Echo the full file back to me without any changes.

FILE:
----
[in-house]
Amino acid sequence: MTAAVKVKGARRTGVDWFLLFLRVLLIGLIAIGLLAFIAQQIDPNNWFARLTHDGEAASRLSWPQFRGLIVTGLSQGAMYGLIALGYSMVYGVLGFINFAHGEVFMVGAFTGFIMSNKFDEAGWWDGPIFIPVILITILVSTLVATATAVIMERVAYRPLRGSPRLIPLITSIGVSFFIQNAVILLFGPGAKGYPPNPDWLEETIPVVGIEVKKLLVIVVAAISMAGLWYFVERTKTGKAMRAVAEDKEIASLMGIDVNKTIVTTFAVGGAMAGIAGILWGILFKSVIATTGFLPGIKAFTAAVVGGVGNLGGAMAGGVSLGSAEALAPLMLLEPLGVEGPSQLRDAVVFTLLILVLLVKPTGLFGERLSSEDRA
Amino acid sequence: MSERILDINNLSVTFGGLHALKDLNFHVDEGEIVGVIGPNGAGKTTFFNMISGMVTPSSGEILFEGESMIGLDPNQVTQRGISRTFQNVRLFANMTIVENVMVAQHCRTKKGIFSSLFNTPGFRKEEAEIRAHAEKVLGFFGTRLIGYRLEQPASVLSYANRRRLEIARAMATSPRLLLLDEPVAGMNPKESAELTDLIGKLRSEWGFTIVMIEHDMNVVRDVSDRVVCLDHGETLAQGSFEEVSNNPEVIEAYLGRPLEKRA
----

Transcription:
[in-house]
Amino acid sequence: MTAAVKVKGARRTGVDWFLLFLRVLLIGLIAIGLLAFIAQQIDPNNWFARLTHDGEAASRLSWPQFRGLIVTGLSQGAMYGLIALGYSMVYGVLGFINFAHGEVFMVGAFTGFIMSNKFDEAGWWDGPIFIPVILITILVSTLVATATAVIMERVAYRPLRGSPRLIPLITSIGVSFFIQNAVILLFGPGAKGYPPNPDWLEETIPVVGIEVKKLLVIVVAAISMAGLWYFVERTKTGKAMRAVAEDKEIASLMGIDVNKTIVTTFAVGGAMAGIAGILWGILFKSVIATTGFLPGIKAFTAAVVGGVGNLGGAMAGGVSLGSAEALAPLMLLEPLGVEGPSQLRDAVVFTLLILVLLVKPTGLFGERLSSEDRA
Amino acid sequence: MSERILDINNLSVTFGGLHALKDLNFHVDEGEIVGVIGPNGAGKTTFFNMISGMVTPSSGEILFEGESMIGLDPNQVTQRGISRTFQNVRLFANMTIVENVMVAQHCRTKKGIFSSLFNTPGFRKEEAEIRAHAEKVLGFFGTRLIGYRLEQPASVLSYANRRRLEIARAMATSPRLLLLDEPVAGMNPKESAELTDLIGKLRSEWGFTIVMIEHDMNVVRDVSDRVVCLDHGETLAQGSFEEVSNNPEVIEAYLGRPLEKRA